All countries in their histories have been invaded and lost some cultural identity. How we respect one another today and appreciate all the cultures that influence our modern society is the only way to remain healthy and non-divisive. One cannot suddenly claim something as sacred and exclusive which is impossible to prove originated with one culture. It would be like Hawaiians suddenly trying to claim the fabric by the same name is sacred to them when the whole thing was started by a fabric maker in Mansfield, England.

  42. sandra pennicott Says:

    I am so sorry to read this a article-the saddest gut wrenching sight is to know of or see a native american indian chief’s head-dress (imitation) worn by a white man or one bought as a present to go in white man’s home on display. The history-the tears – the sadness of this could not possibly bear a white any blessings Tia Fawn Southern Medicine Woman-you can forgive some comments above they have no idea! Yes it is stealing from our heritage-but some of the above cannot feel our heritage-but should read some to obtain knowledge.

  43. MKO Says:

    I am full bloodied Native American half Zuni and half Navajo, and I live in British Columbia but born and raised in New Mexico. As I navigate my way through downtown Vancouver there are a handful of gals who wear this “Navajo” trend. And stores are loaded with this stuff. Although I should be offended, I’m rather amused because its just a trend and it will eventually die away. So people should just calm down about the whole thing and just relax. I catch myself wanting to take pictures of these guys and gals decked out in their clothes from Urban Outfitters because its silly. People are entitled to wear whatever they want, I wear the white mans clothes, you don’t hear them complaining about that and wanting them to take it back. We all borrow ideas from one another and we should just live happily amongst each other. Until we see Non-Natives wearing our Kachina masks and trying to practice our religion-that’s where we draw the line. Until then there’s really nothing you can do about retailers selling Native inspired clothing. I come from a family of artists and silversmiths and I only wear jewelry made by my family. So if you wish to wear Native American Jewelry, find an authentic local artist and buy from them. It’ll look less tacky and be authentic.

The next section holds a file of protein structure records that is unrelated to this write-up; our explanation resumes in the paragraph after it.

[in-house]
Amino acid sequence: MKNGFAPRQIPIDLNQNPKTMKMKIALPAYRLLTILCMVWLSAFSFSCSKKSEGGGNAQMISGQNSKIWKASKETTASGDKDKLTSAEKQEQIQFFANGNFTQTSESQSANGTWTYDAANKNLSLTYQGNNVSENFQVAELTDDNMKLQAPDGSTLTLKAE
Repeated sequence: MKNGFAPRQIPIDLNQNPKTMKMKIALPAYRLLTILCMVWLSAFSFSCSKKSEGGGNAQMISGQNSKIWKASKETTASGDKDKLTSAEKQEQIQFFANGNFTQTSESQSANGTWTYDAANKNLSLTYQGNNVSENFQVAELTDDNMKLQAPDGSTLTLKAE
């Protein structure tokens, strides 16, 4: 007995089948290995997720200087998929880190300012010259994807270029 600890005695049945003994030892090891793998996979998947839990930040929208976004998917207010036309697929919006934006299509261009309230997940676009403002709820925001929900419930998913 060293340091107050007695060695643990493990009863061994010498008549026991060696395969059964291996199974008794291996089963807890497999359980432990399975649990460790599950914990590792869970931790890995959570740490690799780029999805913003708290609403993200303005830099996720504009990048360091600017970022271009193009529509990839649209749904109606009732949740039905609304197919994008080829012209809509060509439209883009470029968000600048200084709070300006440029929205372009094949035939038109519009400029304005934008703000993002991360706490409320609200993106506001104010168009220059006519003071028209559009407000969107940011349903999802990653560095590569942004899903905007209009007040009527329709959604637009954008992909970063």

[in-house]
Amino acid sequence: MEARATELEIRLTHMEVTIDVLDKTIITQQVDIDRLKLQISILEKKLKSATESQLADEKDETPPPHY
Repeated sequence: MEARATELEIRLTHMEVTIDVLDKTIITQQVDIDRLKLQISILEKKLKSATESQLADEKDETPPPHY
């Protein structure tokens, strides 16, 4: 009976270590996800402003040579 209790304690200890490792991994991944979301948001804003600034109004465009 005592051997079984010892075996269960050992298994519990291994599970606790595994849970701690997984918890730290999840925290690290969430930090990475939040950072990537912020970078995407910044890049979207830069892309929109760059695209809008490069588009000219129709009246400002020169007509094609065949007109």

Now my fellow Natives, break out your concho belts, squash blossom necklaces, and embrace that everyone wants to look like us!!

  44. Pete Says:

    MISSING THE POINT!

    The issue isnt about Natives opposing people wearing Native traditional clothing patterns etc (most Natives dont have issues with that). Its about CULTURAL INTELLECTUAL PROPERTY RIGHTS and TRADEMARK RIGHTS.

    eg If you did a piece of art or wrote a book or composed a song or wrote a script for a movie or patented a new invention etc. does that mean someone can come along slap their own name on top of yours and use it (for personal profit) without your permission and without proper compensation?
    The issue is Financially using someone elses culture for personal profit and giving nothing back to those impoverish communities they took from. It becomes a legal battle matter.

  45. Diego calabaza Says: